JIM LEHRER: For more on the Arab and Israeli reactions Hisham Melhem, Washington correspondent for the Beirut newspaper As-Safir, and Nathan Guttman, the Washington correspondent for the Israeli newspaper, Ha'aretz.
Nathan, how do you read the Israeli reaction to what President Bush said 24 hours later?
NATHAN GUTTMAN, Ha'aretz newspaper: Israelis are very pleased with the speech of President Bush, and I think they have good reasons to be pleased. The notion in Israel is that the message was finally received in Washington.
After Sharon was saying for months that Yasser Arafat is not a partner for any kind of negotiations finally the President understands that and the Israelis are pleased with that. And they think that's the way to oust of Arafat and move on forward.
JIM LEHRER: So they essentially -- Israelis see this as an adoption of the Sharon attitude toward Arafat, right?
NATHAN GUTTMAN: Indeed.
Not only that -- they feel also the fact that President Bush didn't say anything about Israeli incursions into the territories.
While he's speaking, Israeli tanks are surrounding Arafat's headquarters in Ramallah. That's sort of a green light for Israelis to continue their military actions in the West Bank.
JIM LEHRER: Now, Hisham, in the Arab world, at least at the governmental level, it's been, it's been very quiet. How should we read the silence from the Arab world?
HISHAM MELHEM, As-Safir newspaper: Reaction on the official level?
JIM LEHRER: That's what I mean -- the governmental level?
HISHAM MELHEM: It covers also the whole spectrum of views and feelings and emotions.
People were puzzled; people were angry; people were surprised and shocked and others are facing us with deafening silence.
The Syrians and the Saudis for right reasons have been silenced.
The Saudis were miffed because Crown Prince Abdullah's peace initiative was ignored by the president. The Syrians were miffed and angry because the president essentially challenged him to deal with the question of the Palestinians who are being harbored in Damascus.
The Jordanians were very vociferous, almost explicit in their becoming the most welcoming country among the Arabs. The Egyptians were a bit cautious, sitting on the fence, some have been saying, the speech has been balanced but we need more clarifications.
So the reaction on the Arab official level has been on the whole a bit surprised and a bit disappointed; but they are not going to react quickly. They will consult among each other and they will consult with Colin Powell before they come up with a broader Arab reaction.
JIM LEHRER: Is the reaction going to be words only? I mean, do they see this -- at least based on your reporting today -- do they see this as something new and dramatic and potentially good, whatever the words are, or do they see this as something they can just react to and move on?
HISHAM MELHEM: With the exception of Jordanians who are claiming, or maybe hoping, that this may be the beginning of the end of the Arab-Israeli conflict, I did not see that kind of enthusiastic reaction on the part of any Arab government, including those like the Egyptians and the Saudis, who are likely to focus on the positive elements in the speech -- that is a Palestinian state, an end of the occupation, an end of the settlements -- but they need... if this is essentially a road map towards a peaceful solution, they need to know exactly what is going to be on the road there.
What are the mechanisms that will lead us there? They were very disappointed because there was no reference to an international conference as Colin Powell wanted to at one time. And they see it as American commentators and Israeli commentators that the issue was settled at the expense of Colin Powell and that the hard liners in the Bush administration have won the day.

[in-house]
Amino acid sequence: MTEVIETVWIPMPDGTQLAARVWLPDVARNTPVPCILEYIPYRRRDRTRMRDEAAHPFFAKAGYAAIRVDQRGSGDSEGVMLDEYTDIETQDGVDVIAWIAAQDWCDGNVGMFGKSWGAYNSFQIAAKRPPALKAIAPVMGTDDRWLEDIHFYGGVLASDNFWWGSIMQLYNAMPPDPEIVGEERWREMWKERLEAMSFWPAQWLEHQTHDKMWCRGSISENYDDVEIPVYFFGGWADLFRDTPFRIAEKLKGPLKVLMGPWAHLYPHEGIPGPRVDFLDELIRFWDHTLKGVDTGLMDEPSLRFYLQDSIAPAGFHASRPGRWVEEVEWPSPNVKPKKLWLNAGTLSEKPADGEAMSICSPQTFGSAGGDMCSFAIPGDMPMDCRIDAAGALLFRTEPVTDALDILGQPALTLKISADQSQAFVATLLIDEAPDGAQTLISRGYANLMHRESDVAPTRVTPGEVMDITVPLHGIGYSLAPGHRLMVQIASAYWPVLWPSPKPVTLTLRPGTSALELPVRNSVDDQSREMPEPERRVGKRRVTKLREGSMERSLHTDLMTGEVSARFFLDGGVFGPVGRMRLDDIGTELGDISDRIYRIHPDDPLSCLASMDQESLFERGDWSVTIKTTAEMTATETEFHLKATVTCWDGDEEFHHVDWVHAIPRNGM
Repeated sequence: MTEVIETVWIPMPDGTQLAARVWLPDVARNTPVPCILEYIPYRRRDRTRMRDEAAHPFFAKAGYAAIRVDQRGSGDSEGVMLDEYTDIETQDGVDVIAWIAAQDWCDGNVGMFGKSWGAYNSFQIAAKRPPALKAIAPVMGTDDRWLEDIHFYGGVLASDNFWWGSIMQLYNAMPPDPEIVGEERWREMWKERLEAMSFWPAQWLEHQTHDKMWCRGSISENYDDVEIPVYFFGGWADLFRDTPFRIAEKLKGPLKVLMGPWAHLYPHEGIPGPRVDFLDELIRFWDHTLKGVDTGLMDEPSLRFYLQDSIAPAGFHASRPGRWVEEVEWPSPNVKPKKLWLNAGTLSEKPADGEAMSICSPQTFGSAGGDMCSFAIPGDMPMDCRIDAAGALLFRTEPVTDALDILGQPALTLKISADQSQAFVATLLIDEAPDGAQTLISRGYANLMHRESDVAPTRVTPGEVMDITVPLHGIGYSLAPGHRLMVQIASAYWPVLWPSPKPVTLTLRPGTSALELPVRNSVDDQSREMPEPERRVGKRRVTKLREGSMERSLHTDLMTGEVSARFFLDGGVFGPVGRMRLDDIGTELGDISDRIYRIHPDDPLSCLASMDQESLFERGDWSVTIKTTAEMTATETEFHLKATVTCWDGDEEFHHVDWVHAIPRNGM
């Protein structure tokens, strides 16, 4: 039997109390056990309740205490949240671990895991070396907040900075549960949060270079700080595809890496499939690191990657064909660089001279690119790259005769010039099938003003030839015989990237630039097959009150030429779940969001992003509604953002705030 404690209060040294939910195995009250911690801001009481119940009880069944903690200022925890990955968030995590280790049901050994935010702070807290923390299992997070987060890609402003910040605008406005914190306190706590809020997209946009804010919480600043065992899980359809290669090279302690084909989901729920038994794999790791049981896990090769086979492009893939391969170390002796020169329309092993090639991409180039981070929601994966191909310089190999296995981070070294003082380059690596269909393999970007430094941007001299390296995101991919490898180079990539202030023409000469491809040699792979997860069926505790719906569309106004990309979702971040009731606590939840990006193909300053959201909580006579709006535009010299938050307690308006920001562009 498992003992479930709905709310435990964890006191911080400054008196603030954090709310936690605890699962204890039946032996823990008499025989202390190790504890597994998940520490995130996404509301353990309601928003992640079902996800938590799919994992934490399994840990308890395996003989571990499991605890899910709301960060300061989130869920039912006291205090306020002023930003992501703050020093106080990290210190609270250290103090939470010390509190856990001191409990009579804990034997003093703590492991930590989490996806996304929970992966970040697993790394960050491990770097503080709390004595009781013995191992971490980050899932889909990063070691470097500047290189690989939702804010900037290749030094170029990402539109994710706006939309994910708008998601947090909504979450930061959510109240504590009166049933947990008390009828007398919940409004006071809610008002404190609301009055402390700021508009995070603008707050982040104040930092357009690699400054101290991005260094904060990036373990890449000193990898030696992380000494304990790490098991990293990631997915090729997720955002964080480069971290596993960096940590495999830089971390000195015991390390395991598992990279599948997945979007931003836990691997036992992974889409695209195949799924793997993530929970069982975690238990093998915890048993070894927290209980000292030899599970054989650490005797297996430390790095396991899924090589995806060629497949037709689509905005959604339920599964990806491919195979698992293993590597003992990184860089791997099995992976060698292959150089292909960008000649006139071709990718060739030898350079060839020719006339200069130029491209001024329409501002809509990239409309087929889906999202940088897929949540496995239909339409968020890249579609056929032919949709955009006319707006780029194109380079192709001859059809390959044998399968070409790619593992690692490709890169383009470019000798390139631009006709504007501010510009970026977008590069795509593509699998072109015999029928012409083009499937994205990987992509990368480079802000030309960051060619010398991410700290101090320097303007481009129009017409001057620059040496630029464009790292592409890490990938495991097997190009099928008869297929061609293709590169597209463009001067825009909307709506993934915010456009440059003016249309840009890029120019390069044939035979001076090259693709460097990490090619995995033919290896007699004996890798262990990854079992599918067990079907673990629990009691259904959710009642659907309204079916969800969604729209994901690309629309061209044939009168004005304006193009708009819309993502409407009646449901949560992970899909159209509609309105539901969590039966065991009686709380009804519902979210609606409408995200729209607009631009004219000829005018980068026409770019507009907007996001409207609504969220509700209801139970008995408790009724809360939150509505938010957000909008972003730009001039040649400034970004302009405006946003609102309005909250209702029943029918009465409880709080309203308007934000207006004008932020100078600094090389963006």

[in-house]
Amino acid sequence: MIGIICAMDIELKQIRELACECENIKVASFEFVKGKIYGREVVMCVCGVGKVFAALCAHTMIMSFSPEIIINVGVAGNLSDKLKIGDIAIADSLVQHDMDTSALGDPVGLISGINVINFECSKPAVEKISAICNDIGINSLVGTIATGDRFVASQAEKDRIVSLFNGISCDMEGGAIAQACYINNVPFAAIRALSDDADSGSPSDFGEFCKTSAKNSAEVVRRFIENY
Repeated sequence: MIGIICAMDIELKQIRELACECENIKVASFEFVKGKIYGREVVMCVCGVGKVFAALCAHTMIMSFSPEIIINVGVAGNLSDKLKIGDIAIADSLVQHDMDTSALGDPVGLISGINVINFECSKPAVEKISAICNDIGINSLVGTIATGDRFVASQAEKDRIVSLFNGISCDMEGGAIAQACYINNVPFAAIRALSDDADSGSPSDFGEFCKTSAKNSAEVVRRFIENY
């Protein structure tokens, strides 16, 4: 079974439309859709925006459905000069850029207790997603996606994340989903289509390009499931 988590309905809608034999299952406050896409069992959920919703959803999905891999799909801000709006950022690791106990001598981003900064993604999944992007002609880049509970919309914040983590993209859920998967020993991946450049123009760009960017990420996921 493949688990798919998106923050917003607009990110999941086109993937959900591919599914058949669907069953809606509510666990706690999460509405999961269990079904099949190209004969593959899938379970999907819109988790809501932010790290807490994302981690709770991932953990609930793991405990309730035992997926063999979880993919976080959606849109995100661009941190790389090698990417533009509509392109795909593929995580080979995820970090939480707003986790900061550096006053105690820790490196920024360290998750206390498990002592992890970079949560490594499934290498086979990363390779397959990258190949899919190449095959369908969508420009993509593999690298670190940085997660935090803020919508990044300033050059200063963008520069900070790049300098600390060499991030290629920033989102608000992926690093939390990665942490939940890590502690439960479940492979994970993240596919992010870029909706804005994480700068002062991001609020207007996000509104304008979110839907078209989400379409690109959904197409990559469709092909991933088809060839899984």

JIM LEHRER: Do the Israelis see this as a road map -- to use Hisham's term -- or does Israel have to do anything or wait for, does Arafat go first and then if Arafat doesn't go, then Israel doesn't have to do anything, or how do they read this as far as what happens next and all of that?
NATHAN GUTTMAN: I think Israelis understand this more as a permission to sit down and relax and look at what is going on, on the other side right now.
The Israeli government would like to continue what it's doing -- fighting terrorism as they understand -- in the West Bank and the Gaza Strip, while the Americans pressure the Palestinians to change their institutions, to change their government.
And Israel would like to see this as a road map, but as a very long-term road map, which means that right now Israel doesn't have to do anything and maybe further on if the violence really calms down, and if there are reforms in the Palestinian government, then Israel can start debating about doing something on its own side.
JIM LEHRER: Well, as you know, Ari Fleischer, the White House Press Secretary, issued a kind of clarification today, saying there are things Israel should do before or could do before there are elections in the Palestinian territories if things calm down, whatever.
But it's not read that way in Israel?
NATHAN GUTTMAN: Not at all. And it reminds us of the time we were talking about seven days of quiet before you get into negotiations.
How will Israel know that things are calmed down and that Israel has to do its own part to stop incursions or to stop settlements?
Who will declare that things are quieted enough so Israel should start working on that? And I guess that will be the next big debate.
JIM LEHRER: Now, on the issue of Arafat, Hisham, is it likely that under whatever... now today as we just reported there's going to be elections in the Palestinian Authority -- in the Palestinian territories some time after the first of the year.
Is it likely that the Palestinian people would replace Yasser Arafat? What is your reading of that now?
HISHAM MELHEM: I don't see it right now. But who knows what happens six months from now down the road. Obviously I would expect Arafat to run. Arafat is not going retire.
JIM LEHRER: Why not? Why would he not?